In developing countries, malnutrition is the best way to combat it, not by expanding the range of crops produced by smallholder farmers, however, it is best addressed by increasing the access of markets. The conclusion is drawn from a new research conducted by MwAPATA Institute in Malawi. MwAPATA Institute in Malawi and the University of Bonn in Germany. The increased variety in the production of animals However, it does have positive results. The results are published in The Lancet Planetary Health journal. The Lancet Planetary Health.

Not just a lack of food However, an eating plan that is too specific can result in serious negative health effects. A diverse diet is essential to avoid undernutrition. This is why research is often recommending that small-scale farmers in Africa which are the most affected, should cultivate diversifying crops. Since these farms produce to large amount in their personal consumption, increased diversity of the fields could positively impact the nutrition of their livestock. However, to date there are only very few studies that are regionally focused on the impacts of further diversification in the farm.

The researchers from MwAPATA Institute MwAPATA Institute and the University of Bonn have utilized a much vast collection of information they have analyzed surveys carried out by the national statistics office from Ethiopia, Malawi, Tanzania and Uganda where the same smallholder families were frequently visited and surveyed over a number of years. The information reveals the amount of crops that were grown and the species of livestock that are kept. They also provide data on the weight, age and height of the children living on the farm of the family. This allows them to determine different indicators of their nutritional condition.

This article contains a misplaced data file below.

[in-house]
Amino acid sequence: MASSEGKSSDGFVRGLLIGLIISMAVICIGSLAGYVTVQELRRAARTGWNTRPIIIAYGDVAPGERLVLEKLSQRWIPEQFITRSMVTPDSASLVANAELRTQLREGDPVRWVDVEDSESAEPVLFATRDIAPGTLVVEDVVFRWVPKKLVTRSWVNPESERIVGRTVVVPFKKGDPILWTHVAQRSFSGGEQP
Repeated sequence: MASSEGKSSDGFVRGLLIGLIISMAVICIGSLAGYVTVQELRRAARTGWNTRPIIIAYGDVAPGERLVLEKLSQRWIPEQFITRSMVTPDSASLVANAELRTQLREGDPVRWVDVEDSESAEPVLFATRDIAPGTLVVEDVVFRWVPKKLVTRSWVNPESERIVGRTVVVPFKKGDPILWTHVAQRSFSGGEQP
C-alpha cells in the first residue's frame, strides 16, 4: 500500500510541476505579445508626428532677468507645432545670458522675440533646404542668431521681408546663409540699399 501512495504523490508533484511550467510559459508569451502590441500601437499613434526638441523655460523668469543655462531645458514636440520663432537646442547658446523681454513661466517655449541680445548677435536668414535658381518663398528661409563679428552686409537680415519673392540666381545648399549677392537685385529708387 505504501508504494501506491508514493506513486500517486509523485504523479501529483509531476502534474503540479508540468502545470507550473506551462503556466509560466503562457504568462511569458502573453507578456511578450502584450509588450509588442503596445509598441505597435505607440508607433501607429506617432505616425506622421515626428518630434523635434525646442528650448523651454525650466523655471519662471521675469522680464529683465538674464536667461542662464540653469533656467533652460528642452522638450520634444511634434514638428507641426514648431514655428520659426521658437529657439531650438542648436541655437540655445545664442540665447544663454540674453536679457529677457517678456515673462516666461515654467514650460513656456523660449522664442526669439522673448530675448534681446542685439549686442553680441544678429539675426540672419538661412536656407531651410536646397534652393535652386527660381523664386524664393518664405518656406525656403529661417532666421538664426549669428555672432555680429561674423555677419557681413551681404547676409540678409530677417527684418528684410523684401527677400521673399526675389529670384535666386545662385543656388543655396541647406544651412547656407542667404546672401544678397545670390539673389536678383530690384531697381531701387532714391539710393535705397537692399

A growth rate of 50,000 children and teens assessed

“In all, we examined data from over fifty thousand children and adolescents from more than 20,000 randomly chosen farm,” says MwAPATA Institute researcher Dr. Makaiko Khonje. “We connected these data to the diversity of production on farm operations.” Researchers discovered three significant findings The first was that the variety of crops did not have a significant impact on the growth of children and their nutrition status. A wider selection of animals but, in fact, had positive effects. A cow or goat maybe together with chickens, and other animals could improve the nutritional state of your pet which is the second point.

The third significant result is linked to local market. “Improved access to markets is a significant influence on the nutritional status of a person,” Khonje explains. Because those who sell their products on the market and then buy the food items that they do not have will also have a greater diversity on the table. In many locations however, the proper infrastructure isn’t there. The roads leading to the market are usually so poor that the transport process takes a long duration and some products are damaged or spoil during transport. “If you’re unable to sell only a portion of the food at the end, and you have to dispose of it in the end, then the effort will not be worth it,” explains Prof. Dr. Matin Qaim from the Center for Development Research (ZEF) at the University of Bonn, who was involved in the research.


Specialization is a good idea However, it is not a monoculture.

The researchers suggest that you don’t concentrate on more diversity within the field, since in many instances having better access to markets will be more effective. A lot of diversification can be detrimental, they argue because every cultivar has their own specific requirements and therefore requires specialized knowledge. “Moreover there are a few soils that is suitable for every type of crop,” Khonje points out. “It’s best to concentrate on those species that perform particularly well locally and then sell the excess.”

However, it’s not recommended to be specialized too much, they insist. “A moderate amount of diversity is also beneficial from an environmental standpoint and reduces risks for smallholders,” Says Qaim who is part of Transdisciplinary Research Area (TRA) “Sustainable Future” as well as”the” Cluster of Excellence “PhenoRob.” “Pure monocultures aren’t the answer.”


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Materials are provided by the University of Bonn. Note: Material could be edited to improve length and style.